I inherited the frugal gene from my father and his father in spades. I’d say one of the big things I have done is getting married a couple of weeks ago and renting a different home with my wife from where we were living separately. Total rent per month saved = $450. In order to have enough shelf space for all our books, I decided to stop by the local auction house the other night. Found an old desk with two shelves for books above. Paid $15 for it. Still need a washing machine, a splitting maul, some splittng wedges, and a chainsaw, though. The chainsaw and splitting tools is for my new camp firewood business that this home located outside of city limits will allow me to start.
wash and set your own hair - and learn the simple method of cutting your families hair - and do your own nails.
that can save HUNDREDS of dollars a year. (I’ve done this for decades. If I had put the money saved, in a ‘can’, all these years, I’d be sitting pretty.)
Don’t play the ‘buy a new car every 3 years’ game.
My trusty Buick will be 20 years old next year - and then will qualify to register as antique. She still looks good and the motor purrs. The insurance is just over $400 a year - including road service - and registration under $100.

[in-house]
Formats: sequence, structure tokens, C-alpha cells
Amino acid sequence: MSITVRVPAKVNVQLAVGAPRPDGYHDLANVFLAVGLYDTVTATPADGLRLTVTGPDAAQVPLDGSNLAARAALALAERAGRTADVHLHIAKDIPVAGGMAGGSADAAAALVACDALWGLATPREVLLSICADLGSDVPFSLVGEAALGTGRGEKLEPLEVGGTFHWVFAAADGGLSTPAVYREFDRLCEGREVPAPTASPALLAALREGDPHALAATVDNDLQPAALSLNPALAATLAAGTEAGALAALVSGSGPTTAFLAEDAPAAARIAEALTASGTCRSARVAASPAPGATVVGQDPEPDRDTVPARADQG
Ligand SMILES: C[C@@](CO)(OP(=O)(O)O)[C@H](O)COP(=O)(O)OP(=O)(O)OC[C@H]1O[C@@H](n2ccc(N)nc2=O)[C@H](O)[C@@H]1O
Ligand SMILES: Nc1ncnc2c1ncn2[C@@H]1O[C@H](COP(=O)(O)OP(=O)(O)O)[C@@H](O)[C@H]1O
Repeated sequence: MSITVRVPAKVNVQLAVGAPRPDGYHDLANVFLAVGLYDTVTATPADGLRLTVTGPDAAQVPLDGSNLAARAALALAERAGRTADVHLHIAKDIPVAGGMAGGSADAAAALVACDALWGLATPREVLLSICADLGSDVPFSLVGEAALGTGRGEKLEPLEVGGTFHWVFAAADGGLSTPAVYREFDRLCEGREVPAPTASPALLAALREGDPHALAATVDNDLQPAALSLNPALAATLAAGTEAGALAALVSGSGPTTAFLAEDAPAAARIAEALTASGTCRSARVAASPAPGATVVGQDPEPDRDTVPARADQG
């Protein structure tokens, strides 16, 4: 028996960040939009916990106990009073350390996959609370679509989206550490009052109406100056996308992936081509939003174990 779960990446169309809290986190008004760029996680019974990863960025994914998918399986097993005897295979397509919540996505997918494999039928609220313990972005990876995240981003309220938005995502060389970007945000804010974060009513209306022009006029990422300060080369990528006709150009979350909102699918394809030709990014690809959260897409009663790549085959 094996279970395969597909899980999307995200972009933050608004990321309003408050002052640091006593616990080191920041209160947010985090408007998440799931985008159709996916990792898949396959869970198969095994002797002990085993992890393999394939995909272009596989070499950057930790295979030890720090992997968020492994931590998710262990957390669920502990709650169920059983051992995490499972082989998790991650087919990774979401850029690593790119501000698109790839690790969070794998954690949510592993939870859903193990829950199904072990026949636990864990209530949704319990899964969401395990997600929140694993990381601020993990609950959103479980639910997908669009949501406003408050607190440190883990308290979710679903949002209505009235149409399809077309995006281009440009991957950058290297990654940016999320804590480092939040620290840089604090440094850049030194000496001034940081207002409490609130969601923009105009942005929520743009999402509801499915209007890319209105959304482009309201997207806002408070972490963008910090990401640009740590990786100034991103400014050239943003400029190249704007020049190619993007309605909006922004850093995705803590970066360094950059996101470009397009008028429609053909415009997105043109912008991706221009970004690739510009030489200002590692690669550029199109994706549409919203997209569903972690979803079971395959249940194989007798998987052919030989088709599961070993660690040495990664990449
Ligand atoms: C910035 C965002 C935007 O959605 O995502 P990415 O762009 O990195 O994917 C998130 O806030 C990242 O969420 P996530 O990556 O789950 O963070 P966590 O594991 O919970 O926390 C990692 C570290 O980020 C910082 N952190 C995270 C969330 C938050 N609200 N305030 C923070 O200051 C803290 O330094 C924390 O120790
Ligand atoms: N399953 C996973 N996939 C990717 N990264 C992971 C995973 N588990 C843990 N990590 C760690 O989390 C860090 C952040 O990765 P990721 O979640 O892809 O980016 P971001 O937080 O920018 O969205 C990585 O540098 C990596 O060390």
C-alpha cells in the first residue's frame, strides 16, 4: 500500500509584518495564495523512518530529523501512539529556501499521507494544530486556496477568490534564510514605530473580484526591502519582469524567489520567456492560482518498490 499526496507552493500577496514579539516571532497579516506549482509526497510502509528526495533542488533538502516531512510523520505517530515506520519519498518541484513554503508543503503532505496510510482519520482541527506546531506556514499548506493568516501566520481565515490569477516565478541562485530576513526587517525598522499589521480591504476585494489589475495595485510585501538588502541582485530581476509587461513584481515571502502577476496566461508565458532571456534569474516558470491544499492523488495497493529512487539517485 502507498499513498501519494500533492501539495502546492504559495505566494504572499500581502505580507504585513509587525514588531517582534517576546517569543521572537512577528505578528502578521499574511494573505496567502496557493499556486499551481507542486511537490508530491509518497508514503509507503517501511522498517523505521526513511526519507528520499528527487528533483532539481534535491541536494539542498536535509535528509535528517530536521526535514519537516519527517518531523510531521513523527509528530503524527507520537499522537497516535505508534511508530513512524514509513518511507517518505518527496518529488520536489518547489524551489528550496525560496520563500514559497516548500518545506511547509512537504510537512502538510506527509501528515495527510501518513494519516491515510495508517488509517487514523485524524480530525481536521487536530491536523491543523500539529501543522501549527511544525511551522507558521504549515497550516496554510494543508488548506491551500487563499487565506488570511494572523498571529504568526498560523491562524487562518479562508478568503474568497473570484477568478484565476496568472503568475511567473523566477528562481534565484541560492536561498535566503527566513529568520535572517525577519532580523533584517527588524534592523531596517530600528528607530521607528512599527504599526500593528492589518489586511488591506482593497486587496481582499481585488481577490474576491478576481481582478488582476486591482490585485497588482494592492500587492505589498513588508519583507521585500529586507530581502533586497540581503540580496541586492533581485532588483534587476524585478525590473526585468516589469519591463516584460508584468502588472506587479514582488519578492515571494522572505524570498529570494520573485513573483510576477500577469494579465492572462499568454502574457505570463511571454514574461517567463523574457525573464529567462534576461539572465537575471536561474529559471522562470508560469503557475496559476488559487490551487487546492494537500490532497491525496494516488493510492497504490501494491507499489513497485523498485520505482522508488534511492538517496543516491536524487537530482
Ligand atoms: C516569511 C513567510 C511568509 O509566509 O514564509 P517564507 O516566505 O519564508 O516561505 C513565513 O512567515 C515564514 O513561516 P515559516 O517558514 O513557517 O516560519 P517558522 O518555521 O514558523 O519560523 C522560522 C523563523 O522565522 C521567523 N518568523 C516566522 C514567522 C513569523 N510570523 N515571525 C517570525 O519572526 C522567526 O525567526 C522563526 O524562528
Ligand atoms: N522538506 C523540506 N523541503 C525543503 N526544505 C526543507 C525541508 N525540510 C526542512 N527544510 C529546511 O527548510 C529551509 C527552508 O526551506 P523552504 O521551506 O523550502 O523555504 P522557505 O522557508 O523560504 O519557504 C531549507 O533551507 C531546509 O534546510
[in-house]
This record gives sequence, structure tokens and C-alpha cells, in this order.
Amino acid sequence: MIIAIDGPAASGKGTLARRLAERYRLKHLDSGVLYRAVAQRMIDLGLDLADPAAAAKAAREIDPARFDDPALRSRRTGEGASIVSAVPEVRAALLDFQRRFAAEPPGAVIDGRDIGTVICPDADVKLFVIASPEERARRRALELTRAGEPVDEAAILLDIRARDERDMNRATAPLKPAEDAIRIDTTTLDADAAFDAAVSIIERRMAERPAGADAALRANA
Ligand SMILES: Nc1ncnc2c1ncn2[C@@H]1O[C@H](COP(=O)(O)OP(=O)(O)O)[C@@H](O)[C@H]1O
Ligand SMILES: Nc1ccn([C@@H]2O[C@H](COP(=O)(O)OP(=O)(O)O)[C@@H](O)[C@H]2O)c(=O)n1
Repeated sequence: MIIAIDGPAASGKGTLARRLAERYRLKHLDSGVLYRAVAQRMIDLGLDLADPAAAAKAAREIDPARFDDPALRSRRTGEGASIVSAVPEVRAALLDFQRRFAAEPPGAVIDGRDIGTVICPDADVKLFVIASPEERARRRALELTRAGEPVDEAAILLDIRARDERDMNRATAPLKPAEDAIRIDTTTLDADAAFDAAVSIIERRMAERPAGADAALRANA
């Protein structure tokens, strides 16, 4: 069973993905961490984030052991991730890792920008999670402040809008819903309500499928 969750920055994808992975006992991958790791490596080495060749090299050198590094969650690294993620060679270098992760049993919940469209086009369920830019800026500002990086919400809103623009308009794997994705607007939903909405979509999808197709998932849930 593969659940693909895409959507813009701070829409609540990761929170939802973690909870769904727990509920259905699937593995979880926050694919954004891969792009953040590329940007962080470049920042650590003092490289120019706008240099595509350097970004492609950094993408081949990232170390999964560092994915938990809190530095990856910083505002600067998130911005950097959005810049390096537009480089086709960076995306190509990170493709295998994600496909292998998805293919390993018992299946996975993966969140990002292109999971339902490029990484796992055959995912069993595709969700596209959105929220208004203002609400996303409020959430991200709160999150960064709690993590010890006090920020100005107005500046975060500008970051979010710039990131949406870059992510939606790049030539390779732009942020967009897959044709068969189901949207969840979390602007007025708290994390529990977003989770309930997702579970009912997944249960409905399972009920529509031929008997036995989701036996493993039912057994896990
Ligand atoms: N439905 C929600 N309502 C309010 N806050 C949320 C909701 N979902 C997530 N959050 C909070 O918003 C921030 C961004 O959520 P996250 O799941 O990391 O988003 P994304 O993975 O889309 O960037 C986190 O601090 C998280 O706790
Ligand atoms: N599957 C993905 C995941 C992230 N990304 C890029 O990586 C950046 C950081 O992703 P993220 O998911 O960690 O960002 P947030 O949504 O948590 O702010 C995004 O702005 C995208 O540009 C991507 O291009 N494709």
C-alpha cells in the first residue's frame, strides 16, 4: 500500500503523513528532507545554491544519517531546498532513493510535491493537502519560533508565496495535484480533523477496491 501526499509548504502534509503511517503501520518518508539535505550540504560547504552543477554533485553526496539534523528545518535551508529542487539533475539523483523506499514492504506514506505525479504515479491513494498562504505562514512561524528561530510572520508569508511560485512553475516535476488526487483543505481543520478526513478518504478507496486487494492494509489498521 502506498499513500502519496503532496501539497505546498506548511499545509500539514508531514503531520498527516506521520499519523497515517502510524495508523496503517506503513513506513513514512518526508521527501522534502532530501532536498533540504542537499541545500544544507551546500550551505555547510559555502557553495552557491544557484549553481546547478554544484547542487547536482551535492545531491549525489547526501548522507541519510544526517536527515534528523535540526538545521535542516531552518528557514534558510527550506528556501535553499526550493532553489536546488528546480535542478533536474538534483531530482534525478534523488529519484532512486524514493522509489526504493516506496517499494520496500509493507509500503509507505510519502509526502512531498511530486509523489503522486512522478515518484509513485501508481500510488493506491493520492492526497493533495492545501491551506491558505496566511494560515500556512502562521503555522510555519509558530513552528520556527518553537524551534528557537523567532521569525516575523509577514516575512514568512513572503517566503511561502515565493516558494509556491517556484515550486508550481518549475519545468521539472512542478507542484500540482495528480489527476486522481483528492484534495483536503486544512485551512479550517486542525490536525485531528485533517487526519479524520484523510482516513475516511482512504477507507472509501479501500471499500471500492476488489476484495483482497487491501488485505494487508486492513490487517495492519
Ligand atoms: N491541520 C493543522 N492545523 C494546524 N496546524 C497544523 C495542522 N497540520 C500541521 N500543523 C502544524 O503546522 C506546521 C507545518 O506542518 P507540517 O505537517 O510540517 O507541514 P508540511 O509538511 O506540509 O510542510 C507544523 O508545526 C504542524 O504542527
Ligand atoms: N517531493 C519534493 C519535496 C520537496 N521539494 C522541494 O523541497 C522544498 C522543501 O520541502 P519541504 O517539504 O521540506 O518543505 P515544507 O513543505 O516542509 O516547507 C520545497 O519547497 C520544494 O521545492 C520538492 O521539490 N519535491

Don’t trade up to a new and bigger house just because you can. Keep yourself in a smaller house with smaller insurance/taxes. And forget ‘cathedral’ ceilings. That’s a lot of square footage to heat - and heat rises, making the warmest place in the house the ‘empty’ space. the ideal house is a story and a half, with the slanted ceilings in the upstairs bedrooms cutting down on heated square feet and enough heat rising up from downstairs to heat the bedrooms enough for sleeping - mega heating money saved.
I could go on - but I won’t ;o)
I think you should...
I hear you. I cut my own hair. I don't cut hubby's hair, but I do trim his beard for him. Also, my MIL is in an assisted living facility. We pick her laundry up every week and do it with ours, instead of having the facility do it. Saves her a couple hundred bucks a month in laundry fees. No big deal to us to do two extra loads on laundry day.